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So, I was writing a test story to see if my tools can work together in the way intended. Few paragraphs into the first chapter and there is a problem:

Character A is a scaredy-cat, and I based the locations off of Slender: The Arrival's prologue chapter. So A decides not to use any light sources and goes through the prologue section moving from cover to cover, peeking out and moving.

This is understandable, F.E.A.R fans know why. ("Careful with your flashlight, it will give you away.")

Though this is highly repetitive, which is a reason why readers drop a book.

So, how can I write a section of repeated actions, without the writing being too repetitive?

  • Your character is sneaking, but nothing else is happening, right? You have to either make each move a unique challenge (and imho this is the right thing for the first chapter), or compress moving through several spots in one or two sentences. – Alexander Dec 19 '17 at 17:44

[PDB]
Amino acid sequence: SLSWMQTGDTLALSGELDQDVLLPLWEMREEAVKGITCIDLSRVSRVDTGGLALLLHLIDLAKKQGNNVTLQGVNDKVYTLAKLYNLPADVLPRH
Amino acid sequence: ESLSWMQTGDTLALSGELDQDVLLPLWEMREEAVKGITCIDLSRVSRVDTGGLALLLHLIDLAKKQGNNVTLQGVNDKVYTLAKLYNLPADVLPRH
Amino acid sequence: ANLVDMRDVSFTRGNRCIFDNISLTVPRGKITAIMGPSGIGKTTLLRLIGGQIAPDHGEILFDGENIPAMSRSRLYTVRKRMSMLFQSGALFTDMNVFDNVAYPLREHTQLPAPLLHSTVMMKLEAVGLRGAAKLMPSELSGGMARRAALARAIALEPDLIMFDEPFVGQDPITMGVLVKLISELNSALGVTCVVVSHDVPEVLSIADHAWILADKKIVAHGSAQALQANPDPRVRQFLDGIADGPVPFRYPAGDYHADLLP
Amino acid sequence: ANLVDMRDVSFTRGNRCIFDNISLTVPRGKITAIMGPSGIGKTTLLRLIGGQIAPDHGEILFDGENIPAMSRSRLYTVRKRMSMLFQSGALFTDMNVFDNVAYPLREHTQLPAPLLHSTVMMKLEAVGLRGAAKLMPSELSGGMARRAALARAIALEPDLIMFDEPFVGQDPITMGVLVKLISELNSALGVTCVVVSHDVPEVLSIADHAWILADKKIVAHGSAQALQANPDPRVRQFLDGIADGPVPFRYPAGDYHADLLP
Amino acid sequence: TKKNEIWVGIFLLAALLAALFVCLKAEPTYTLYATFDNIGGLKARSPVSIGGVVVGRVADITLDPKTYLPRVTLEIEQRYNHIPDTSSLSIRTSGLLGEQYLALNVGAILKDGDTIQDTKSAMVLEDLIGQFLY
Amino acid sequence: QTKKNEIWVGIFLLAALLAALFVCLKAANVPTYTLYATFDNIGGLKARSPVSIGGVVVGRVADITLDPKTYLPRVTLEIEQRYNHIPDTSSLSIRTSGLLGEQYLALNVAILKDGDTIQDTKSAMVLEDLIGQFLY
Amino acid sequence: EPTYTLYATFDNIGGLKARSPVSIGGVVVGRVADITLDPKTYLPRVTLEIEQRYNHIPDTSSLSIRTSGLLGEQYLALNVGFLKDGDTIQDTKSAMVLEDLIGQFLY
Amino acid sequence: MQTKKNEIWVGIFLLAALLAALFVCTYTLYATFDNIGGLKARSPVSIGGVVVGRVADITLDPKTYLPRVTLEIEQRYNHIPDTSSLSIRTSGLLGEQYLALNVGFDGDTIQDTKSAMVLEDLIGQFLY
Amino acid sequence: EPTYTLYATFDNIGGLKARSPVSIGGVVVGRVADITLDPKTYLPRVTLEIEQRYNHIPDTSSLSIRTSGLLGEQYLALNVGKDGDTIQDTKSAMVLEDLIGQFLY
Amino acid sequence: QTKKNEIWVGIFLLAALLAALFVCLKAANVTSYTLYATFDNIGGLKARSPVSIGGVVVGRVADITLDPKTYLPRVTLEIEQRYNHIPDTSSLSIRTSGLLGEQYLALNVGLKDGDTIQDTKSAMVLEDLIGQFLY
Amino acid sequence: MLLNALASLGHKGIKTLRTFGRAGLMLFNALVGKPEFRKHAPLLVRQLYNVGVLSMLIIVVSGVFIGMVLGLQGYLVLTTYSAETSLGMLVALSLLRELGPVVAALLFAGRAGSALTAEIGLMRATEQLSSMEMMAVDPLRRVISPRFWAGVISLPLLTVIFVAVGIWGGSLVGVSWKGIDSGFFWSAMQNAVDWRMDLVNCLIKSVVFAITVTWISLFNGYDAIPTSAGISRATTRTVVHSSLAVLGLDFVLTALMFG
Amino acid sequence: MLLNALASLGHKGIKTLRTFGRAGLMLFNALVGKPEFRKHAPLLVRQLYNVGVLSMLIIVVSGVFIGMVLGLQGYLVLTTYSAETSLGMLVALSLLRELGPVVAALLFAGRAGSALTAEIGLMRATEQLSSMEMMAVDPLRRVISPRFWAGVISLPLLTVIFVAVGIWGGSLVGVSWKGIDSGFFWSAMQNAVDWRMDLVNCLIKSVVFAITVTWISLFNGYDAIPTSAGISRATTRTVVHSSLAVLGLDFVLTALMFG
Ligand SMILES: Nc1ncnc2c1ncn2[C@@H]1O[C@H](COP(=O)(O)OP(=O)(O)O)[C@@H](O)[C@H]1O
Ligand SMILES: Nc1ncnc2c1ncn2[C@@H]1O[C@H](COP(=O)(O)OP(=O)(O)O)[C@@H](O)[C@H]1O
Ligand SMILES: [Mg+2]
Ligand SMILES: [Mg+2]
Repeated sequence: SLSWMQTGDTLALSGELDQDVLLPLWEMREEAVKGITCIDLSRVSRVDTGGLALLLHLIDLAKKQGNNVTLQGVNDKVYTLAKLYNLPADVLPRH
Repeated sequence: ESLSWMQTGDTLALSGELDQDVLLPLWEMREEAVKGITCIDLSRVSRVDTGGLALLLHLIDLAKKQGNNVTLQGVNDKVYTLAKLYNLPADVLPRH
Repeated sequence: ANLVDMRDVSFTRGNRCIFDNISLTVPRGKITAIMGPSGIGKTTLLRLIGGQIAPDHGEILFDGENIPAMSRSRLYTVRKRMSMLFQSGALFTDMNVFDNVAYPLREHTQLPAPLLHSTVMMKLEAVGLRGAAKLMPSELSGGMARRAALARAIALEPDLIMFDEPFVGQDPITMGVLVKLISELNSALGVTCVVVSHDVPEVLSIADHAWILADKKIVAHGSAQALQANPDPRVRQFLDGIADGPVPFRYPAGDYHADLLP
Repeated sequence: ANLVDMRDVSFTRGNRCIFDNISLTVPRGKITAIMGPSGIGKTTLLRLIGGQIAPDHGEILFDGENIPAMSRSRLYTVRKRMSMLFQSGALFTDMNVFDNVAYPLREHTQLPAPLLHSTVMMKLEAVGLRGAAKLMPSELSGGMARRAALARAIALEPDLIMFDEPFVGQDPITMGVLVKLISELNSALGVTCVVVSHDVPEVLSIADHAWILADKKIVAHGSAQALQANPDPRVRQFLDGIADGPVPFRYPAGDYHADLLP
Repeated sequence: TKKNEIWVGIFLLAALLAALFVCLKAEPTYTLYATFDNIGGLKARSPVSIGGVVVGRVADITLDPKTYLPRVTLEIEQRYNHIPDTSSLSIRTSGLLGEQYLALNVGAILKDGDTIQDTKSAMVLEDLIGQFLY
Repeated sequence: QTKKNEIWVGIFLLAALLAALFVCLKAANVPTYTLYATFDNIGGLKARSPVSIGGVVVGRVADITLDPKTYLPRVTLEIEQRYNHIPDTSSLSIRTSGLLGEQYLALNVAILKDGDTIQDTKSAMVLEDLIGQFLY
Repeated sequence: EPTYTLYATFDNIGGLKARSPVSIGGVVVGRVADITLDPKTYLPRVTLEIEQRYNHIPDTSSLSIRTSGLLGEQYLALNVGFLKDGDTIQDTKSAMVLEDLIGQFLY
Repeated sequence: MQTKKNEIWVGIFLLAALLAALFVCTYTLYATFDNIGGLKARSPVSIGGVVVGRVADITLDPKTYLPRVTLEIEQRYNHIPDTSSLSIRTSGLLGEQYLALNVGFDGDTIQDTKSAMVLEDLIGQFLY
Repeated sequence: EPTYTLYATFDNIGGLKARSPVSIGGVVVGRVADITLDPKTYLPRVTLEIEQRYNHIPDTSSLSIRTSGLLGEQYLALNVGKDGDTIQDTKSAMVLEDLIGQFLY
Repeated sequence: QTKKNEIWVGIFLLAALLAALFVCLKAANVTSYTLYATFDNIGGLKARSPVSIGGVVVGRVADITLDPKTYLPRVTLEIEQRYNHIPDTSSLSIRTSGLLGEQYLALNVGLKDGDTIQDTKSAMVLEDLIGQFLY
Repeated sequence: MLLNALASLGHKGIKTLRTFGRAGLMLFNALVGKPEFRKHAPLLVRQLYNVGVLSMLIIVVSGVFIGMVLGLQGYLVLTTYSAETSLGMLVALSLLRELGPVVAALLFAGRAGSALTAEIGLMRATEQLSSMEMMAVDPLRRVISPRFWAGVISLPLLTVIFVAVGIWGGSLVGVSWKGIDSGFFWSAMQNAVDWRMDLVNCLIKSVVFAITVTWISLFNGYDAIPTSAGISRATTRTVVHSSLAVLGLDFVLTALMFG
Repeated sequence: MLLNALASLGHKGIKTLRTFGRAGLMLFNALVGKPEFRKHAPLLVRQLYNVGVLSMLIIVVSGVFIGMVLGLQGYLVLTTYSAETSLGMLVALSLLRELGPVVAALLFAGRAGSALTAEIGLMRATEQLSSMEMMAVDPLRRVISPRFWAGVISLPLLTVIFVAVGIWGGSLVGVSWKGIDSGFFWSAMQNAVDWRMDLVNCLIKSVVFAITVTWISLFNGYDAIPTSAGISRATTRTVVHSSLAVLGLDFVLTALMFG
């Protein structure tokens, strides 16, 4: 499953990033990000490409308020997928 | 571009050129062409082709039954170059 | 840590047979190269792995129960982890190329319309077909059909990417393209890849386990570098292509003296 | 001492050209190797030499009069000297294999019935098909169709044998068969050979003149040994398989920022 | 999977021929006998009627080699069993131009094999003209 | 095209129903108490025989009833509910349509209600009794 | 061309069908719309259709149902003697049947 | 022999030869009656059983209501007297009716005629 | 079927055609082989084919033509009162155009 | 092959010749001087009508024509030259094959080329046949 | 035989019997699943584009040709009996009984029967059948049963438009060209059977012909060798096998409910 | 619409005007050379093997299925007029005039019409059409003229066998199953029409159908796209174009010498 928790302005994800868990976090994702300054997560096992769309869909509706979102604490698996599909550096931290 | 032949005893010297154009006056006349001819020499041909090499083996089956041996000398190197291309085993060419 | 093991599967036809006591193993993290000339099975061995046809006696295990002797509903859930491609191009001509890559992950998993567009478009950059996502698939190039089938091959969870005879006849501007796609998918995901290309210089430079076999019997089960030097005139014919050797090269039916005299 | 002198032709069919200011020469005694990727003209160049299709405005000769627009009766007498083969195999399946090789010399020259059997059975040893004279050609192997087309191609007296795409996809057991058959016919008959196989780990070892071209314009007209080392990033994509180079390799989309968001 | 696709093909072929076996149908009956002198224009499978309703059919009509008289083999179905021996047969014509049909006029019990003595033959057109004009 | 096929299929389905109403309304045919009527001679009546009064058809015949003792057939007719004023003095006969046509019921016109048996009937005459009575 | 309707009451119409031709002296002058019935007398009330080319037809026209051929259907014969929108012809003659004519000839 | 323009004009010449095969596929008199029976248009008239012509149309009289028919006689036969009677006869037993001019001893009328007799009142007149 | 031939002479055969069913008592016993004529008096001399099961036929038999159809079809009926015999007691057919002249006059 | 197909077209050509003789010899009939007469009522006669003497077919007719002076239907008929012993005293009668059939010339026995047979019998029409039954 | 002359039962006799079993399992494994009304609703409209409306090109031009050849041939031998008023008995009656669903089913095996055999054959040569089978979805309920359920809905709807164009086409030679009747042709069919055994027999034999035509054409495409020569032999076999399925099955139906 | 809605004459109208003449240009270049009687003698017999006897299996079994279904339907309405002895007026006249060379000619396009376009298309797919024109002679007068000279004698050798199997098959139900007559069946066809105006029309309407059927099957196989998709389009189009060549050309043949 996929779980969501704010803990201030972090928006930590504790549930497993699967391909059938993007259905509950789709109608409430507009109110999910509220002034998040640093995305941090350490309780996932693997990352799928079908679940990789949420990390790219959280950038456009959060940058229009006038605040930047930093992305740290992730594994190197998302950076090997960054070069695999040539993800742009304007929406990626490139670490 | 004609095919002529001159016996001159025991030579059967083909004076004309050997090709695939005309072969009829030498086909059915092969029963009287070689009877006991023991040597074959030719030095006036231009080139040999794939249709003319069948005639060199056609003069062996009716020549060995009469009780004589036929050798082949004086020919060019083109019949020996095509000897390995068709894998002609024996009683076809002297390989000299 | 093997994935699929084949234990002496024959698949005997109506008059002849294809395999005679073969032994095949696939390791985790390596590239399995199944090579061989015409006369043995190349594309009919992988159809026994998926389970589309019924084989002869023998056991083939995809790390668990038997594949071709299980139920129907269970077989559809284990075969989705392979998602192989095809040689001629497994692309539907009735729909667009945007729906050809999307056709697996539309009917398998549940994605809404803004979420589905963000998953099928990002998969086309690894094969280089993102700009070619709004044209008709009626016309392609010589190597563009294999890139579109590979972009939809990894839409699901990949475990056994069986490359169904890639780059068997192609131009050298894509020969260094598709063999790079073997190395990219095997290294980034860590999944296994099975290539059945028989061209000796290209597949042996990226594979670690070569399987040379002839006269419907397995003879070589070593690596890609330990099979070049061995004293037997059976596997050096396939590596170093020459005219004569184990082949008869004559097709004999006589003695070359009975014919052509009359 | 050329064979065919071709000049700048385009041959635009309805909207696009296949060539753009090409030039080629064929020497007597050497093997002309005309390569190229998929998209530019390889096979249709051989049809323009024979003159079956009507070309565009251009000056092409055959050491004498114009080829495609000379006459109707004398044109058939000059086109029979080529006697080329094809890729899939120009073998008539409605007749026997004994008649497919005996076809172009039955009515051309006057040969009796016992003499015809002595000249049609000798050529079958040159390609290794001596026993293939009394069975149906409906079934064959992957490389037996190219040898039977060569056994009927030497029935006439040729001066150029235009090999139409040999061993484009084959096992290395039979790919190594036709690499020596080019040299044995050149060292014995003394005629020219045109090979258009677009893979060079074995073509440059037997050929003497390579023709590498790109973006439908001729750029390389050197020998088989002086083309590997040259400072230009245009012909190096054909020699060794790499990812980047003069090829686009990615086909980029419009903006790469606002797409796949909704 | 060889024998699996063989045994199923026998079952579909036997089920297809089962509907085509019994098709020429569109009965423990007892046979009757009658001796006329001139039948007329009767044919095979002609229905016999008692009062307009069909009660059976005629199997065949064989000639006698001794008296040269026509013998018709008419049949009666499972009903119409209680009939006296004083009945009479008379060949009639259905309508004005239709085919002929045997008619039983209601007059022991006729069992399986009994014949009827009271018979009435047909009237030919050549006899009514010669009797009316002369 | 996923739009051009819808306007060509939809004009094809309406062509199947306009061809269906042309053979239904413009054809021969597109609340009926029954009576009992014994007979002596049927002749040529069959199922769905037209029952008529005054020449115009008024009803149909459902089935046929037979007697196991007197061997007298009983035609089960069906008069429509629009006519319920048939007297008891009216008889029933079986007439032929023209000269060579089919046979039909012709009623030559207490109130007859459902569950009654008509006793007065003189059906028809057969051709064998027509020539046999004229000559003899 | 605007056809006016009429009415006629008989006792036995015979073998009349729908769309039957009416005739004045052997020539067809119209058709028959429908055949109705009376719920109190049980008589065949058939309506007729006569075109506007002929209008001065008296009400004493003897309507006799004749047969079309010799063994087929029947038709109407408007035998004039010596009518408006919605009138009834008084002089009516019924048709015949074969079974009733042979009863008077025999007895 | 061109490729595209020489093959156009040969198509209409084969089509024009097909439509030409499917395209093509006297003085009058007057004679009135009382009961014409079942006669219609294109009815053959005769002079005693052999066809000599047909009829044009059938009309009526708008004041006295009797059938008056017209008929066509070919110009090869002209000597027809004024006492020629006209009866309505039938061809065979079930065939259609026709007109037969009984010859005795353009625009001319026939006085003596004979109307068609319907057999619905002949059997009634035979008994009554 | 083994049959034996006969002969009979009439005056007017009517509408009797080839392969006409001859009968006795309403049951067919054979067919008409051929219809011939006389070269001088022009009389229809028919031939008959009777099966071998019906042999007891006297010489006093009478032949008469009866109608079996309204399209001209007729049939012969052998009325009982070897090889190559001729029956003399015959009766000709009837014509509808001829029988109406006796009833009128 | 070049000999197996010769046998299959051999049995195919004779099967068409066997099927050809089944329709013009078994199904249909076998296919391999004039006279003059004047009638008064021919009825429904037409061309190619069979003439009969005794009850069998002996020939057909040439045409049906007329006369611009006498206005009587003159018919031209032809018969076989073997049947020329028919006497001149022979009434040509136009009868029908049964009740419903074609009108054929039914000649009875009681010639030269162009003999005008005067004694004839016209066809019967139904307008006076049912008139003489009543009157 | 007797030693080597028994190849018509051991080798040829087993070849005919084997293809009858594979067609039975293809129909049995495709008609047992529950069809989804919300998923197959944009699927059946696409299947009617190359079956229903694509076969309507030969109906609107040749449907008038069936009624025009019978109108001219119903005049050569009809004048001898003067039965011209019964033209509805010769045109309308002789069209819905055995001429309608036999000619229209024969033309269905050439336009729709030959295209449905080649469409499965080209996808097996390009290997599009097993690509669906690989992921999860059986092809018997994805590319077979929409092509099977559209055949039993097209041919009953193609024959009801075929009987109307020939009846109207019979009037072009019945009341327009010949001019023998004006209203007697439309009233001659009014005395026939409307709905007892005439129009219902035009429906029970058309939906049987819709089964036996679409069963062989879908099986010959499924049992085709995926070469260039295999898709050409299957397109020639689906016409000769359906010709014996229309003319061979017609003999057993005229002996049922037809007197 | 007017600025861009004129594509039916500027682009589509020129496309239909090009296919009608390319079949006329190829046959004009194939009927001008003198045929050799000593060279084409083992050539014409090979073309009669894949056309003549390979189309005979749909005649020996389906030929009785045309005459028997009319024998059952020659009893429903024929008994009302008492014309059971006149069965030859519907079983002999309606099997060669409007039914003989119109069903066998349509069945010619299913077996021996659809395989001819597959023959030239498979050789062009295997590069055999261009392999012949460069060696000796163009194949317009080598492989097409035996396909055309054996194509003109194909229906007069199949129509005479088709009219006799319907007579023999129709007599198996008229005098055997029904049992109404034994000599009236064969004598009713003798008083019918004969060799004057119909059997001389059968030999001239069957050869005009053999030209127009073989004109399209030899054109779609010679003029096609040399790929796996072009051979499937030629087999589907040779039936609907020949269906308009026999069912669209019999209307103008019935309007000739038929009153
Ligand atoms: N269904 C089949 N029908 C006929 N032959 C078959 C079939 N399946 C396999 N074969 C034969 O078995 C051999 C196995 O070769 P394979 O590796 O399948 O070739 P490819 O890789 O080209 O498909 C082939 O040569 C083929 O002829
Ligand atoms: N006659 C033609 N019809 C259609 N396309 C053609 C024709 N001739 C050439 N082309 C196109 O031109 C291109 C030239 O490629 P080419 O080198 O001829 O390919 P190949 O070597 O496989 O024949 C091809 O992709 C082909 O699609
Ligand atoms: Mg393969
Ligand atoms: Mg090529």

• @Alexander Important locations? – Mephistopheles Dec 19 '17 at 17:45
  • that's up to you to decide. Locations' importance will judged from your character's eyes. – Alexander Dec 19 '17 at 17:51
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Describe them once, as that character's standard approach, or usual caution, or something similar to that, a specific word or few words that identifies this whole thing that will be repeated often. So the reader knows, when you use those few words, what you are talking about.